AMMAN, Jordan — Among the hundreds of reporters coming to Jordan to cover Pope Benedict XVI’s three-day visit that started Friday are 25 South American journalists. The Jordanian government spent tens of thousands of dollars flying in the reporters, most of them from Brazil, for a five-star tour of the country and an all-access pass to cover the papal visit.
Their first question upon arriving: Why us?
The answer, according to Jordan’s minister of tourism and antiquities, is simple: Their articles reach the largest Catholic population in the world, a market Jordan would very much like to tap.
“They’ve said, ‘You’ll travel around, have some nice meals, stay in good hotels and then you’ll write something good about us, and it’s paid for,’” said Daniel Buarque, a reporter for Brazil’s G1, who had expected more smoke and mirrors about the government’s motives for bringing him here. “I don’t like the idea, but it makes sense for them, and at least they’re coming clean to us and saying that openly.”
With Pope Benedict XVI starting his first Middle East tour in Jordan, Buarque’s guided tour is just one small part of a strategy to use the papal visit to boost tourism in Jordan.
“We are trying to capitalize on this visit,” said Maha Khatib, Jordan’s minister of tourism and antiquities. “We created interest, we created visibility, and all these people coming here to cover the story, it’s an excellent opportunity.”
The spotlight is indeed on Jordan. An estimated 600 reporters have descended on the country to cover the Pope’s visit and hotels are reporting 100 percent occupancy rates during the three-day papal pilgrimage.
Located next to Israel and the Palestinian territories — home to some of the most sacred religious sites for Muslims, Christians and Jews — and across the Red Sea from Egypt’s storied pharaonic attractions, Jordan is often overshadowed as a tourism destination. Yet it is home to attractions such as the baptism site of Jesus and Mt. Nebo where Moses first saw the Promised Land. It also has historic sites such as the ancient city of Petra, recently voted one of the new Seven Wonders of the World.
“Such an important visit gives Jordan an additional tool to say that it is a peaceful nation, that it is right in the middle of the Holy Land, and it has all those sites that the Pope is going to visit,” said Michael Nazzal, president of the Jordan Hotel Association. “It really is an added tool for marketing Jordan.”
Tourism officials here agree that the last visit by a pope — in 2000 — was a lost opportunity. Many sites, including the baptism site of Jesus, weren't fully ready to accommodate tourists.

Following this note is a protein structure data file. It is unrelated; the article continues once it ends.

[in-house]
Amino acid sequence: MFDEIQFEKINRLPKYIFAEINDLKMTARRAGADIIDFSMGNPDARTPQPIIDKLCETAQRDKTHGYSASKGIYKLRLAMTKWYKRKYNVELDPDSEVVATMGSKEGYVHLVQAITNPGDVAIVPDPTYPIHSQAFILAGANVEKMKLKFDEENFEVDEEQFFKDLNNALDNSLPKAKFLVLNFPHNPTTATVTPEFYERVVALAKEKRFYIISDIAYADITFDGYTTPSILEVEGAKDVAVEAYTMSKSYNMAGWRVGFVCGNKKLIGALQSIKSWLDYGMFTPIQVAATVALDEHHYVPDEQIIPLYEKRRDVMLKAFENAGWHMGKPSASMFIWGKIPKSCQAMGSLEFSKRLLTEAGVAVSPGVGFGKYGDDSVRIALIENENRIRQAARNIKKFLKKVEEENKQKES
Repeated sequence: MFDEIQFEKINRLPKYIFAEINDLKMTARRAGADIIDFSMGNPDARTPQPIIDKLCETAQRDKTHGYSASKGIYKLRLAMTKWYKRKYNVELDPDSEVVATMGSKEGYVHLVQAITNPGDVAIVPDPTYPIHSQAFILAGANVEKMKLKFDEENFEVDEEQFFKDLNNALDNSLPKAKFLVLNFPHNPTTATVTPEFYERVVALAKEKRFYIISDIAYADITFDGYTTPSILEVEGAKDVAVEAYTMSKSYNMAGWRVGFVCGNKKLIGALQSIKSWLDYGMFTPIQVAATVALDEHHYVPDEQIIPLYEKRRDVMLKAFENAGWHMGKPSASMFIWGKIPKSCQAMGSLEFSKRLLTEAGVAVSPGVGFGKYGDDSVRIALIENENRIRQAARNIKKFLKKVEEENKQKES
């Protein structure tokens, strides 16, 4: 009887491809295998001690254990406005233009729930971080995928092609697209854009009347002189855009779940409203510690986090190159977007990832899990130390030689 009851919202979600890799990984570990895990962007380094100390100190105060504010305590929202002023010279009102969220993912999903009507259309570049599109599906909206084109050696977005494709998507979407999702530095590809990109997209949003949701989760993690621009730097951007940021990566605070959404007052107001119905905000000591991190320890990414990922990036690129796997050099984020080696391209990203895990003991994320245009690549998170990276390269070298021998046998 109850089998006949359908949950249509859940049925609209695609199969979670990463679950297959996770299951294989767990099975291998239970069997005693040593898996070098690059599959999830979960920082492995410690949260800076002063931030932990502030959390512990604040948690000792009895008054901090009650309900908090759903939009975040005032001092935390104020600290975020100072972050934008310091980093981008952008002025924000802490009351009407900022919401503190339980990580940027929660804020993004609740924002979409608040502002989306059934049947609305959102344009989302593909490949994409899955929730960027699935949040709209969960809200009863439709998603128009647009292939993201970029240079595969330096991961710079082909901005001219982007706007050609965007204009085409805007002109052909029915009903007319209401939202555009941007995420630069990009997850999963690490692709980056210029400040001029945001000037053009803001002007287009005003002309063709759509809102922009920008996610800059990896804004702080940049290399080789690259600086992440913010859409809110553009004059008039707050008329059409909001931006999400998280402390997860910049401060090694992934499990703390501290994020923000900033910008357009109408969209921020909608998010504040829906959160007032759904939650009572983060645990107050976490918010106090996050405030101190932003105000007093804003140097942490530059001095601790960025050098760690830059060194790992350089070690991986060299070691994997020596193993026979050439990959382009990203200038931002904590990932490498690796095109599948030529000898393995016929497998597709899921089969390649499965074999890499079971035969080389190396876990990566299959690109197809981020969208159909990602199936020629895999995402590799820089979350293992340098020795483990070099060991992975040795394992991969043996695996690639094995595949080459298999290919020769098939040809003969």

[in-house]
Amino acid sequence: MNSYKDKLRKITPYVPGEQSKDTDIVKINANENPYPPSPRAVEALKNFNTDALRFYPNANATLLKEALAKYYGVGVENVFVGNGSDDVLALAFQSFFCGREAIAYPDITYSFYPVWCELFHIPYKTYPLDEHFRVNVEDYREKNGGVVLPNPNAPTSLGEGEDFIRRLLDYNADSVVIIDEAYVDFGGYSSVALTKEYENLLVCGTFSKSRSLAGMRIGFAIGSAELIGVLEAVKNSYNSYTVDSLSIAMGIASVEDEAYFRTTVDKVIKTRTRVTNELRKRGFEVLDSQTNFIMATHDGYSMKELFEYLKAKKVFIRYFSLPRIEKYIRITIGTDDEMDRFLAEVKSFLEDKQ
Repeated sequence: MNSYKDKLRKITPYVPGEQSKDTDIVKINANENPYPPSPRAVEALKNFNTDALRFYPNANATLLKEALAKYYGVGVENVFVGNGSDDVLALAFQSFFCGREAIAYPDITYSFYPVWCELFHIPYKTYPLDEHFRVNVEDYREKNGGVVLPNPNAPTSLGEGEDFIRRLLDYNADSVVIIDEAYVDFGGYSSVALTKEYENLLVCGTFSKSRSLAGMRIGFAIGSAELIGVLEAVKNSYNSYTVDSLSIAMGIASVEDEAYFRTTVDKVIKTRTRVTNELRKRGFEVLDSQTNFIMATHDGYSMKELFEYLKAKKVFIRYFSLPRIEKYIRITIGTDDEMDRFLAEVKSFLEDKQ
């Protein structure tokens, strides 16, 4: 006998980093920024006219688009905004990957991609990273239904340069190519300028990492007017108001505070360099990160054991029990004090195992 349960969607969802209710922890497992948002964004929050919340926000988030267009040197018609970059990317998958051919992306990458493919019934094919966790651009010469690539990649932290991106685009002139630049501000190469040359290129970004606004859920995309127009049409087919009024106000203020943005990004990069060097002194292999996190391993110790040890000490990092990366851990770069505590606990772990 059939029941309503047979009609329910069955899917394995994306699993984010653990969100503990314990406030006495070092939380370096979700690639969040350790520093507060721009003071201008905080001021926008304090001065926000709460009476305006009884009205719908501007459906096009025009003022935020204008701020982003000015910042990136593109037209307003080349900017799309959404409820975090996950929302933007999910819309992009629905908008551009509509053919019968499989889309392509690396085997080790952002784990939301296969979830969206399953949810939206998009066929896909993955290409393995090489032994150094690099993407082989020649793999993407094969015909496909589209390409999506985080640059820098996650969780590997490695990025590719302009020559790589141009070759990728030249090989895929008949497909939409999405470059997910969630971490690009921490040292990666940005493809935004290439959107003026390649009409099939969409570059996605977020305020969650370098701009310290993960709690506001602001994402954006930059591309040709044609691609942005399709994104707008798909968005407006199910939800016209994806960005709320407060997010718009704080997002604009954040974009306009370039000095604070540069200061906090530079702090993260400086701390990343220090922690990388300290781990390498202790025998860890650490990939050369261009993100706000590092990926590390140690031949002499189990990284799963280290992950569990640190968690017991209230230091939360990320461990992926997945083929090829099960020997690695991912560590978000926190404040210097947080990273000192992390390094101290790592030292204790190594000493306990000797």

Meanwhile, the Sept. 11 attacks and the start of the Second Intifada in Israel and the Palestinian Territories made Western tourists wary of visiting the region.
But now, with a 20 percent increase in the number of hotel rooms throughout the kingdom, improved tourism sites, and a decrease in violence in neighboring countries, Nayef al-Fayez, managing director of the Jordan Tourism Board, said the country is ready to reap the commercial benefits of a papal visit.
“Now it’s nine years down the road and things have changed,” Fayez said. “Many people in the Western world do not recognize that Jordan is part of the Holy Land ... [But] the Pope is saying that he’s happy to start his pilgrimage to the Holy Land in Jordan and that shows you that Jordan is part of the Holy Land.”
Tourism makes up 14.7 percent of Jordan’s gross domestic product — only remittances from abroad contribute a larger percentage to the GDP — so whether the nation can cash in on this opportunity may bear heavily on its economic future.
Those in the tourism sector say business has been steadily growing over the last two years, and despite a slow first quarter this year many expect the upward trend to continue into 2009.
Still, it’s unlikely the Pope’s visit will be Jordan’s saving grace.
“I don’t think it’s going to have a major impact,” said Rohit Talwar, CEO of Fast Future Research, a travel and tourism research and consulting agency in London. “You might see it having a sort of low percentage point increase in the number of people going, sort of 5 to 10 percent.”
Even those on the front lines of Jordan’s tourism industry admit that while the papal visit represents a significant opportunity, Jordan has relatively few attractions, and despite there being room for improvement it will never trump its neighbors as an international destination.
“Nobody can compete with Jerusalem and Bethlehem,” said Muhsen Makhamreh, dean of the Jordan Applied University, College of Hospitality and Tourism Education. “But I think that it’s picking up and Jordan will be a place for Christian pilgrimage.”
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